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Doesn't matter if it's wrong, as long as it what your Funding Source is looking for.

Scientists have bills to pay too.

The hostility these days towards skeptics that don't go with the mainstream scientific community is appalling. Agree with the collective and you get your funding.
 

BDB

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I agree completely with Cl(VII), but we are both organic chemists, so the sampling for this data set is definitely skewed.

When I was a postdoc a grad student in my lab falsified a bunch of data. We ended up retracting 7 papers that were published in top-tier peer-reviewed journals. It was a really big deal in the organic community. There were stories about it in Nature, Science and even the &#8203;New York Times. But the good news is that she tried to cheat, but got caught. The system isn't perfect, but it works--at least in the physical sciences.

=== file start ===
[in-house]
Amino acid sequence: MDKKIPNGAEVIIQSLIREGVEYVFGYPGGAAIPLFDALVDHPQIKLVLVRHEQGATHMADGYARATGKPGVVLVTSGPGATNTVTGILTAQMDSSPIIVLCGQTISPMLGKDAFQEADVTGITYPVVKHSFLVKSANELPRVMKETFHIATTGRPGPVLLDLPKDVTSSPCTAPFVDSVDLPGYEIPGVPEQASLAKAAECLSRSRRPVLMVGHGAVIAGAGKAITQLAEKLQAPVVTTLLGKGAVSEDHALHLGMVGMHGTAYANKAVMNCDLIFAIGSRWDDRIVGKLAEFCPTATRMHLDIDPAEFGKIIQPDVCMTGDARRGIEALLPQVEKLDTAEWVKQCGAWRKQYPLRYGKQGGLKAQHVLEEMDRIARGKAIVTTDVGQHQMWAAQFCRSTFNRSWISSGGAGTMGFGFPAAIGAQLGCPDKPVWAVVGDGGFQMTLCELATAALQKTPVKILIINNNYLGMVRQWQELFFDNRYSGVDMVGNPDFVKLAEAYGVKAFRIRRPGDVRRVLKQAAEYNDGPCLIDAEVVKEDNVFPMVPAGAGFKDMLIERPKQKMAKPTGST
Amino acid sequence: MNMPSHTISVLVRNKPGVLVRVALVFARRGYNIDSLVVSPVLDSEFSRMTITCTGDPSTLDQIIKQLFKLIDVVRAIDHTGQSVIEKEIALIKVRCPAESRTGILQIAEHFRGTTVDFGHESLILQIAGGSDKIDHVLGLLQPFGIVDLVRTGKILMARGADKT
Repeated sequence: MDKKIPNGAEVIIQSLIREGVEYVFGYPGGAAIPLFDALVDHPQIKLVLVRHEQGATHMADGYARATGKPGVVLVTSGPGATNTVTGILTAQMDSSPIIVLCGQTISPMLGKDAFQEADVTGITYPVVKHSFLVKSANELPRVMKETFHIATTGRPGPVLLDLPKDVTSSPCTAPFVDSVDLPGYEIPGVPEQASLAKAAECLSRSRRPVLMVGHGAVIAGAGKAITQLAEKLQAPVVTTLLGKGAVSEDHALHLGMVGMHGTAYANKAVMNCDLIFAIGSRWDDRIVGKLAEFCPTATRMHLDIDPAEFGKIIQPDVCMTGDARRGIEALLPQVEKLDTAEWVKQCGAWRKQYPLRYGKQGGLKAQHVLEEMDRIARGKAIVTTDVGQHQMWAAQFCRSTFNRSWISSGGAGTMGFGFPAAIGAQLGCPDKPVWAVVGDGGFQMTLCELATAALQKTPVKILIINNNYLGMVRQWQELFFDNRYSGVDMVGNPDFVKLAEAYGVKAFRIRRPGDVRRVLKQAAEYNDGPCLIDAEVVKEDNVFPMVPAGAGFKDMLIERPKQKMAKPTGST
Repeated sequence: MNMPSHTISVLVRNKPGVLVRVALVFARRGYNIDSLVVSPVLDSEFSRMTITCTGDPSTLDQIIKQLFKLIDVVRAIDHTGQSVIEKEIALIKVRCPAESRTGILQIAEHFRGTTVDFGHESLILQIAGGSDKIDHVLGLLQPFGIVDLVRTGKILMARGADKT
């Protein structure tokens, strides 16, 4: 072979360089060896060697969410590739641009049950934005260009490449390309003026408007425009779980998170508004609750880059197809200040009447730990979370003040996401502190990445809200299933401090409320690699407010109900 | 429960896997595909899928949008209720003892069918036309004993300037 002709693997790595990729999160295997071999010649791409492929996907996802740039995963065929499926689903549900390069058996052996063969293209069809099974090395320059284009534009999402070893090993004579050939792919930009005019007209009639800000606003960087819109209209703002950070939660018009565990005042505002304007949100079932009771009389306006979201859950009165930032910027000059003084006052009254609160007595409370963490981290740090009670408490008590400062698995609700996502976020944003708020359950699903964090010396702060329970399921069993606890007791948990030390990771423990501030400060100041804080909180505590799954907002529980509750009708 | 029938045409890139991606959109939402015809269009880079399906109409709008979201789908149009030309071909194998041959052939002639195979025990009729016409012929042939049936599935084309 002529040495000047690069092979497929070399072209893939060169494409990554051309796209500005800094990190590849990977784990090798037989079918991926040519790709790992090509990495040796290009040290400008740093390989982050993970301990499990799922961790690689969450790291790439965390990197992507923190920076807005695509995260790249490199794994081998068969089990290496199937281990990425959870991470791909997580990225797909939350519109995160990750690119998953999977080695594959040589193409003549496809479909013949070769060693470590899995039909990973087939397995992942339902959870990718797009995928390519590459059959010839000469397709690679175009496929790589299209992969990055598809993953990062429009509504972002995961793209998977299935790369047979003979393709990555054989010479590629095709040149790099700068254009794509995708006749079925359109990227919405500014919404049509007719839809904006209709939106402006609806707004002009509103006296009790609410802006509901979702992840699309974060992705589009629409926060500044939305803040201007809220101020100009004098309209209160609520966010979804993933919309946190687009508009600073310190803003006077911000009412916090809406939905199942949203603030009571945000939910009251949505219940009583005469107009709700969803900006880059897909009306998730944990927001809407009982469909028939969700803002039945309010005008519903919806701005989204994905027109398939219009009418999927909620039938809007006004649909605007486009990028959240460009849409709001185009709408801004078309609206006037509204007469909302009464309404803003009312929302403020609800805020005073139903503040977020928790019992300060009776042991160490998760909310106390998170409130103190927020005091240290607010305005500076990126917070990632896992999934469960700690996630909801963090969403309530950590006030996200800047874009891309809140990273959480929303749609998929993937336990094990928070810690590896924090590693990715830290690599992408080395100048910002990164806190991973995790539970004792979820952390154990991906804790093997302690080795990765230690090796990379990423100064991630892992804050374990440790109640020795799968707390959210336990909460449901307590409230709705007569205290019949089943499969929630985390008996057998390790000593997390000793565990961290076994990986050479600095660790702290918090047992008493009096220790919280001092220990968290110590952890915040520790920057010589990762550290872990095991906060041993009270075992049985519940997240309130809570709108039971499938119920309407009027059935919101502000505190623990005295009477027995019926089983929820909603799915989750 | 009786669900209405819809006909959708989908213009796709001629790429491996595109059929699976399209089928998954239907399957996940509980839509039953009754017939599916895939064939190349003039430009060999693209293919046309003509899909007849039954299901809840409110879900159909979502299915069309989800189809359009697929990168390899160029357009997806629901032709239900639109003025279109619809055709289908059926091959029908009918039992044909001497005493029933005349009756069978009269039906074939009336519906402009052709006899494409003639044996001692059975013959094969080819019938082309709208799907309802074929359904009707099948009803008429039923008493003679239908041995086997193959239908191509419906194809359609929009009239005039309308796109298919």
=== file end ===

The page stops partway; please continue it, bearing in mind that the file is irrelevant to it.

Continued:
cerving

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If this thread goes the way I think it might, it may be a candidate for publishing in the Journal of Irreproducible Results...
 

Cl(VII)

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I agree completely with Cl(VII), but we are both organic chemists, so the sampling for this data set is definitely skewed.

When I was a postdoc a grad student in my lab falsified a bunch of data. We ended up retracting 7 papers that were published in top-tier peer-reviewed journals. It was a really big deal in the organic community. There were stories about it in Nature, Science and even the &#8203;New York Times. But the good news is that she tried to cheat, but got caught. The system isn't perfect, but it works--at least in the physical sciences.